Blue vs. White: Strength, culture comes from the individual countries
Published: Friday, March 8, 2013
Updated: Monday, March 11, 2013 11:03
What is better for a nation?
The roots of imperialism run deep and cling tight, even in the 21st century. Take, for instance, the news that Scotland is expected to become a nation independent of the U.K. sometime in 2014. For many people, this seems a step backward from the trend of confederacy set by the European Union. It also raises an interesting question, whether or not Northern Ireland will break their ties with the United Kingdom and rejoin the Republic of Ireland, as many of its citizens have hoped for. For that matter, why should they? It’s no secret that being a part of a union gets you access to federal aid and protection by a larger army, so why would Scotland and Northern Ireland want to be sovereign nations? Much of Europe has begun to feel this way, with 27 member states and almost a dozen candidates and applicants to the European Union.
Here, in the United States, we are in the unique position of being a people united under one flag while having entirely different backgrounds and origins. We don the name “American” regardless of whether our ancestors came from Poland, Hungary, Korea, or Libya and are proud of it. Many of us feel some kinship toward our ancestors and their homelands, but as a whole we identify as Americans, whether we were born in Connecticut or Texas. As a nation, we have been a union since the Revolutionary War and the ratification of the Constitution, but Europe seems to be the new ground for a powerful union to spring up. This drastic move by Scotland, however, has stirred things up, as many politicos and analysts wonder what place old world imperialism has in this day and age?
In Scotland’s case, one reason for their departure is that their debt, which is kept track of separate from the United Kingdom’s, is lower than that of the U.K. Because of that, they believe they stand a better chance on their own and managing their own debt rather than paying for everyone else’s. This, however, is not the only reason. Even in the 21st century, when the world has gotten smaller because of global communication, patriotism and national sentiments can still play an important role, and that is what is driving Scotland, and, soon enough, Ireland. Both of these nations were conquered centuries ago and taken in democratically afterward. While they have acclimated to being a part of the United Kingdom, there has been much anti-English sentiment.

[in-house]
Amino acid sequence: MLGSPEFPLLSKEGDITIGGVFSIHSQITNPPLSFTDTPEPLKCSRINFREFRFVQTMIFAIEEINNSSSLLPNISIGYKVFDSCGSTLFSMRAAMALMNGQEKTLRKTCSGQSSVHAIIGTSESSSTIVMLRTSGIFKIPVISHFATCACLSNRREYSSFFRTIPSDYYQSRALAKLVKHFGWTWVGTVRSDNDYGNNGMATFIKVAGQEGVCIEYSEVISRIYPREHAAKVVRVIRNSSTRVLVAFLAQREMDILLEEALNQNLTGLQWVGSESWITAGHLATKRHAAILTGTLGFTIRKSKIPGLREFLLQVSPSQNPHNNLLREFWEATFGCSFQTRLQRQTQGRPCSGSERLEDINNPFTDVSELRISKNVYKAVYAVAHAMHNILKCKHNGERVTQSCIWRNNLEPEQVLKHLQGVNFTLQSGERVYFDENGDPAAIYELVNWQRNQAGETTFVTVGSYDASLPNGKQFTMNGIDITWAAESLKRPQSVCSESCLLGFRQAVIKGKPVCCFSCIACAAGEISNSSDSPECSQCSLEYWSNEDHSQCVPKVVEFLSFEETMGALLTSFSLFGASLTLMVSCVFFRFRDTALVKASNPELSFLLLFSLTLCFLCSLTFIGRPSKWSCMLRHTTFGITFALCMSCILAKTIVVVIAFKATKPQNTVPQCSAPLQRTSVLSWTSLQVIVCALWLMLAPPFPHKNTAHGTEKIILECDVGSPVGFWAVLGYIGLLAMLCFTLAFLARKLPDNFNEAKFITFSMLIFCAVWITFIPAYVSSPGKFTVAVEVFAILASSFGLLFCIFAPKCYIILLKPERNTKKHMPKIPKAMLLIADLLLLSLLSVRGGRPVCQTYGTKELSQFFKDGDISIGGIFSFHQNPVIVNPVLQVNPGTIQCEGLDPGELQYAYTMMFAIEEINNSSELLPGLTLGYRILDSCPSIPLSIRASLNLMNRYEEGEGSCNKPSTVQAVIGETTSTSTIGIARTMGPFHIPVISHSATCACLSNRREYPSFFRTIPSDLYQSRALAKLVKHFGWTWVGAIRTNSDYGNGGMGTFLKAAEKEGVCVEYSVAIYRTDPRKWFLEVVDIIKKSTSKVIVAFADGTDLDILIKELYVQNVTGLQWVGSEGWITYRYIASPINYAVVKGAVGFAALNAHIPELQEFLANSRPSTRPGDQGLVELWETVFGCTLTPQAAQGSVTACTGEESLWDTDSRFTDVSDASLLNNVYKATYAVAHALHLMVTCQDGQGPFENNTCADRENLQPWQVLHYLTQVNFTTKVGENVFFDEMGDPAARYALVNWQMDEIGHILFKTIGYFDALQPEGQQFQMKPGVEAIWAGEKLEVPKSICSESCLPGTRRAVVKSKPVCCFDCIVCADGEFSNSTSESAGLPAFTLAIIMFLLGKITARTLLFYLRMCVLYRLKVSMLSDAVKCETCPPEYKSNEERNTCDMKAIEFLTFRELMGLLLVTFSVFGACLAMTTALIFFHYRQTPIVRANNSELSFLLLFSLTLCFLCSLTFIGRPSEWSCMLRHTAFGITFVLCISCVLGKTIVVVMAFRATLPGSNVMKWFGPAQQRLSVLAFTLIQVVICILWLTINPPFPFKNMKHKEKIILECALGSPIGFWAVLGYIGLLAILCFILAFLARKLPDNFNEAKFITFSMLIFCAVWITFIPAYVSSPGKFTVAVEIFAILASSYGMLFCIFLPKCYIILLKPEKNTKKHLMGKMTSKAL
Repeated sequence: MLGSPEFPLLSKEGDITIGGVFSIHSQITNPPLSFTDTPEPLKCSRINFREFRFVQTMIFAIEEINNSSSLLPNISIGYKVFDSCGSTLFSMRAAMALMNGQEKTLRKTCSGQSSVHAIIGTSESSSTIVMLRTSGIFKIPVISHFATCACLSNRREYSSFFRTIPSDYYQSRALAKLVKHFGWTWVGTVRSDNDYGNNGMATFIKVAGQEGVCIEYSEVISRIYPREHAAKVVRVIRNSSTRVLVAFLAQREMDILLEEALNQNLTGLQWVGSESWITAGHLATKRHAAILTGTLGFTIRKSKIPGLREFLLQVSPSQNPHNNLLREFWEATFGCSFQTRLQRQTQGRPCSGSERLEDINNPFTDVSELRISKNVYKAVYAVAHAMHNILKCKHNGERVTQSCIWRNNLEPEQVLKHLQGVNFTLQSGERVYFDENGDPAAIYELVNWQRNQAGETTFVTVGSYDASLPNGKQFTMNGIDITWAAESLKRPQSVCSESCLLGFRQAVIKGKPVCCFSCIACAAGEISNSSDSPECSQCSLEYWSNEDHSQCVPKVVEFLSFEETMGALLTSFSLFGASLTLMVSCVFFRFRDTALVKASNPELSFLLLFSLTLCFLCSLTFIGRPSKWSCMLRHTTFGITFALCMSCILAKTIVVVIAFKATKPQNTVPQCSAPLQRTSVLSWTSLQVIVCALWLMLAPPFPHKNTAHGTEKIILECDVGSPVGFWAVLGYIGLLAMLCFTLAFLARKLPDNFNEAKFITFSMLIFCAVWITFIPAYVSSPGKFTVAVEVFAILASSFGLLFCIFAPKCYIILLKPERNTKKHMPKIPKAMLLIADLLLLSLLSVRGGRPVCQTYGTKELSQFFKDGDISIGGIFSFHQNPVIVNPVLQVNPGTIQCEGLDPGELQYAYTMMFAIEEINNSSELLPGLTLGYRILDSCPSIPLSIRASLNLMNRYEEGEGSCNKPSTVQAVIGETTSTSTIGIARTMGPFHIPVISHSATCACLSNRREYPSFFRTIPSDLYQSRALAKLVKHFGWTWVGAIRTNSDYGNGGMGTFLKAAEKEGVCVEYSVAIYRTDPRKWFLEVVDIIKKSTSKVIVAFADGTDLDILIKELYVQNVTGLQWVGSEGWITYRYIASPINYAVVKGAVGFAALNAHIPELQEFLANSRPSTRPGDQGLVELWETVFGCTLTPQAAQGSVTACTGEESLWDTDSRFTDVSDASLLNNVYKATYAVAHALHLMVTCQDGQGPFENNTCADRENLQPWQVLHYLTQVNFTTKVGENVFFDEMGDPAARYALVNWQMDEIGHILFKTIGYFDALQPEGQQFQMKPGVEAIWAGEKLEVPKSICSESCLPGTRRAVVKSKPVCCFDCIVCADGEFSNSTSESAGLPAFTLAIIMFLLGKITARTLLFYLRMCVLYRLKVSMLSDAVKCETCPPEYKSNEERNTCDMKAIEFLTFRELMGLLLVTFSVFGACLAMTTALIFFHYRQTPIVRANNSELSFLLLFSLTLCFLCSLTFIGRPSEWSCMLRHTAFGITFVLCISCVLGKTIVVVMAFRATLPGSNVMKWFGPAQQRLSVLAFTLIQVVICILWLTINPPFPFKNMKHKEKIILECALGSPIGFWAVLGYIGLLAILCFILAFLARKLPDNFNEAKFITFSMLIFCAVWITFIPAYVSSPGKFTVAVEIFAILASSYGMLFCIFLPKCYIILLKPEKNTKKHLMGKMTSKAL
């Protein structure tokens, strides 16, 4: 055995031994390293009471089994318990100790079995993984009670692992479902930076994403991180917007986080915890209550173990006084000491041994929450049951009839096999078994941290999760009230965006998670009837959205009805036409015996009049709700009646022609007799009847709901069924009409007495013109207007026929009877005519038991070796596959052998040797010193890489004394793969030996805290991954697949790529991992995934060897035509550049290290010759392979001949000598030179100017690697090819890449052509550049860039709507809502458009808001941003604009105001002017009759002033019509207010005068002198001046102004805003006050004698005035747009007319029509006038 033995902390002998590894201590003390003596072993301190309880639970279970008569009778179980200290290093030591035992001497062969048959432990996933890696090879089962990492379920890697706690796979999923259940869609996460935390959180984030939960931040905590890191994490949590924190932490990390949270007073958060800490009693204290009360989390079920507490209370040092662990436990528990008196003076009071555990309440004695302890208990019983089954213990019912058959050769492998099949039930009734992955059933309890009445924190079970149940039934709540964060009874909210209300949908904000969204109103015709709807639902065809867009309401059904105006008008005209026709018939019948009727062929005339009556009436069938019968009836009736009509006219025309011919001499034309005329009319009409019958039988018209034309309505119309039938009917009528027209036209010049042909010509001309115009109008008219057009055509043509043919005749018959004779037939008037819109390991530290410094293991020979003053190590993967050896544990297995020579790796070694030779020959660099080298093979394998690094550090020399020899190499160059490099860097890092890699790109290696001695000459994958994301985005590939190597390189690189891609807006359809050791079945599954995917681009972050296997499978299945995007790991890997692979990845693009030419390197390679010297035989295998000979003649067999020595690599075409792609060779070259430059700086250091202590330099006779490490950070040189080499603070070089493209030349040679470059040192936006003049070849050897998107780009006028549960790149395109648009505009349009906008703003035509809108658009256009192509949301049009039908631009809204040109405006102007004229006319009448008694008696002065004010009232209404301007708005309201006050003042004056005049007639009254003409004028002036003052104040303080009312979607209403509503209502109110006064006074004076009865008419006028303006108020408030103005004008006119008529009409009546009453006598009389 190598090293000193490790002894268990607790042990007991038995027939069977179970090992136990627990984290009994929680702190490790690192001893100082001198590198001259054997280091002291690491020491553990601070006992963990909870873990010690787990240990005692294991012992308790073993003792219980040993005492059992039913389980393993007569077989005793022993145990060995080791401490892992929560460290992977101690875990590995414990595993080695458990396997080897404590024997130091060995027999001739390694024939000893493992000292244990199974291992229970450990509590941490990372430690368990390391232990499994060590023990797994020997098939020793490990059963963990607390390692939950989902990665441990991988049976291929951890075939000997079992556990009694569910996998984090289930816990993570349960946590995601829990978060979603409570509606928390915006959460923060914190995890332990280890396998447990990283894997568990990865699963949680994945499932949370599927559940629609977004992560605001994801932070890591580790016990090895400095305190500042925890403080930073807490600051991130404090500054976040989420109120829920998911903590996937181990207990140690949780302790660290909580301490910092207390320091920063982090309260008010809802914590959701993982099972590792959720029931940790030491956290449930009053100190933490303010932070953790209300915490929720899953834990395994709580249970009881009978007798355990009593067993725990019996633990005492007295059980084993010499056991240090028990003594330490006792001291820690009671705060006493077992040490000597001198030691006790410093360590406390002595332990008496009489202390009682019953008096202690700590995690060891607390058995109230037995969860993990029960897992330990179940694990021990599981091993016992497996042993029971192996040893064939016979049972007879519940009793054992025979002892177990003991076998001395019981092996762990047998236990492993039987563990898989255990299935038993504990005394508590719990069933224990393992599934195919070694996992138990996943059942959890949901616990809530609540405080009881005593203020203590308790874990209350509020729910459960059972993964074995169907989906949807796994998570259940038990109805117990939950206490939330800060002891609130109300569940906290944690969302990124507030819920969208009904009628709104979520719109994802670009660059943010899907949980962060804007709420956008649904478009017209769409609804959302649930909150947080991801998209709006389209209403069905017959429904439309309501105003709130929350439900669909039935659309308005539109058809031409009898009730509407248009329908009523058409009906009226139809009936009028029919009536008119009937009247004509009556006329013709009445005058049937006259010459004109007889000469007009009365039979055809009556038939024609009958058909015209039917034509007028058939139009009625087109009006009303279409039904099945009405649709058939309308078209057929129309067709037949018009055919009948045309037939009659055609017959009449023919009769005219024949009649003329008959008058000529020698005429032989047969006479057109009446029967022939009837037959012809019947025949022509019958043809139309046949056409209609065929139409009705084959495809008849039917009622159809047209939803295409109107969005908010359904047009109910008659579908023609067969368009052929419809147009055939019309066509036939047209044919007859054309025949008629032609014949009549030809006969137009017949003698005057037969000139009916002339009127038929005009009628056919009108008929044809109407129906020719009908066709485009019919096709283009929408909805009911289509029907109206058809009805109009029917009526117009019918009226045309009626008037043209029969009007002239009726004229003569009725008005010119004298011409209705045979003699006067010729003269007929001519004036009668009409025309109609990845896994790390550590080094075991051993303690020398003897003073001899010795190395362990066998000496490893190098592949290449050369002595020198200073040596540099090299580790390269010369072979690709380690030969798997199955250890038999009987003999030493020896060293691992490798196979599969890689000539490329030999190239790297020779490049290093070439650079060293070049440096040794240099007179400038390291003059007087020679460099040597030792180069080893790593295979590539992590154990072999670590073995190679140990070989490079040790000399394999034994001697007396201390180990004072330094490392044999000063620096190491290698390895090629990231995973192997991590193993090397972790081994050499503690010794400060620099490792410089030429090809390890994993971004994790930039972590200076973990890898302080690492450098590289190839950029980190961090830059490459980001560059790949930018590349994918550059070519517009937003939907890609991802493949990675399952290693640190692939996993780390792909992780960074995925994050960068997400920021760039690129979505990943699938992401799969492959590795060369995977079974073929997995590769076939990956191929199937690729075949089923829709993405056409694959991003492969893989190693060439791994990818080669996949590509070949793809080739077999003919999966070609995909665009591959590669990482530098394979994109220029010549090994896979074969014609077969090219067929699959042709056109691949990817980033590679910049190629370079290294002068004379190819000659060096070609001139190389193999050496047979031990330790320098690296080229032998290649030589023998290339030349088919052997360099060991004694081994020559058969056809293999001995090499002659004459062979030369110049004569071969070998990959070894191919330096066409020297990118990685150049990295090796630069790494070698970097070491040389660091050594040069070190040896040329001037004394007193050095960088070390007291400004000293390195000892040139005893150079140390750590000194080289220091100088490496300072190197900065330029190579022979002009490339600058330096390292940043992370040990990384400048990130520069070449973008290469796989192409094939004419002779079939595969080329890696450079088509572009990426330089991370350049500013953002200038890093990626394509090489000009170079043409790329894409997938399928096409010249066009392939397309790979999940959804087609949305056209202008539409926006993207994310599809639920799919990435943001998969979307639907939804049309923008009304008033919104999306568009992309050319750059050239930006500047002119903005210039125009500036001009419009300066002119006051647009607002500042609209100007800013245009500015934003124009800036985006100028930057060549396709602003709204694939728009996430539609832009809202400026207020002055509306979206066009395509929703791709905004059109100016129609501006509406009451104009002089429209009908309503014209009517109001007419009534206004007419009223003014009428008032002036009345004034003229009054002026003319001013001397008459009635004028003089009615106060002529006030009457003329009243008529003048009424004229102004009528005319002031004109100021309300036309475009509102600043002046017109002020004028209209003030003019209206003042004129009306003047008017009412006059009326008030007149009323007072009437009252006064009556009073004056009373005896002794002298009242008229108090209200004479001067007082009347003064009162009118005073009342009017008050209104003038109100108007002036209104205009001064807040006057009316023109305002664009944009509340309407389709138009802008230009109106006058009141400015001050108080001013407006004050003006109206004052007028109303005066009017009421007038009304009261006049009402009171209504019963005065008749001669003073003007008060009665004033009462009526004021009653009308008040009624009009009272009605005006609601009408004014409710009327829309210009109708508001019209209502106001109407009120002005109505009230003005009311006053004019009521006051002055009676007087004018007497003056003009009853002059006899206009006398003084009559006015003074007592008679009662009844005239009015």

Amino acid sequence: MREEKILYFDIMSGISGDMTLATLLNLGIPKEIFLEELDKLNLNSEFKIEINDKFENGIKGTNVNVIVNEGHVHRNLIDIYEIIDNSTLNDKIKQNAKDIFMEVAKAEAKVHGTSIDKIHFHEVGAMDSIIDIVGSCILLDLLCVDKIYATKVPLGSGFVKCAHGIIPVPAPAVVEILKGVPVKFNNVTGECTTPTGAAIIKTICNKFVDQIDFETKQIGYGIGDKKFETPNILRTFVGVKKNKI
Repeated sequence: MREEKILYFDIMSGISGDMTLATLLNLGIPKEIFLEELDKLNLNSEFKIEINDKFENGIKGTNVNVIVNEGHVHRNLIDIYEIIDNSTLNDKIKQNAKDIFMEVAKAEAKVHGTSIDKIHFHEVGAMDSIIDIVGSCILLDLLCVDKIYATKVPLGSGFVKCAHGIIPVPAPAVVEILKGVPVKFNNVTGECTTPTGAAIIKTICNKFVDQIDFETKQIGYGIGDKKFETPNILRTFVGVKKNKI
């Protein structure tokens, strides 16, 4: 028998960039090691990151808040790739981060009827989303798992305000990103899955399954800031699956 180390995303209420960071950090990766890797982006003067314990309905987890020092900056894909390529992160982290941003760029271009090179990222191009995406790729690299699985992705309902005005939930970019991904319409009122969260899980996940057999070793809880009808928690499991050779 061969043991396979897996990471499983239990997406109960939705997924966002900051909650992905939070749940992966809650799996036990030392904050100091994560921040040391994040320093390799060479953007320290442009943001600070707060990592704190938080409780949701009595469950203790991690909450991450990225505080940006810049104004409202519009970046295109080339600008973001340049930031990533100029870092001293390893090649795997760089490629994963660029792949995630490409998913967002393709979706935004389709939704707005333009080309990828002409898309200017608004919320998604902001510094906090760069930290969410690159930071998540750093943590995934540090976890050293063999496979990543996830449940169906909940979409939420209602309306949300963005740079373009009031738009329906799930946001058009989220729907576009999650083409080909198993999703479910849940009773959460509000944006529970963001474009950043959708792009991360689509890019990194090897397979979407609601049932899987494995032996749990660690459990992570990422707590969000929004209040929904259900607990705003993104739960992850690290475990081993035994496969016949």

The question of imperialism over nationalism has been a hard fought one in this part of the world, with no better example than The Troubles. A period of time from the 1960’s to around 1998, this was a time of violence between the strongly Unionist party, mostly formed of Protestants and the Nationalist party, which is mostly Catholic.
The Unionists wished to stay a part of the United Kingdom, while the Nationalists wished to reunite with the Republic of Ireland to the South. Although this time has technically ended, the IRA is still an active military group, usually cited as a terrorist organization and with much reason.
While it is true that a confederation like the European Union can grant strength and security to smaller nations, its greatest strength is in the individuality of those nations and those who represent them. The myriad of cultures, and people, brings new ideas that some cultures could never think of. For instance, most people remember trying to draw a tree when they were young. If you were me, at least, you would start out with a trunk, or maybe a puffball shape that you colored green to look like leaves, but invariably you were left with a front view of a tree. What if you were learning a language, however? Aboriginal children learning to read and write English drew apple trees, as they had seen in pictures when learning the language. However, when asked to draw a tree in their native tongue, not English, they would draw the native trees. Language itself can incredibly influence children, and therefore the culture. This can be a great boon to society, through the sharing of ideas and acceptance of other cultures, but if it is abused, entire cultures could disappear after several generations. This is where confederacy crosses the line into imperialism. Cooperation between nations is necessary, but I believe a strong sense of nationality and of cultural heritage is good for growth and prosperity; and not just the prosperity of one nation, but of all.
Read the other side of the story here.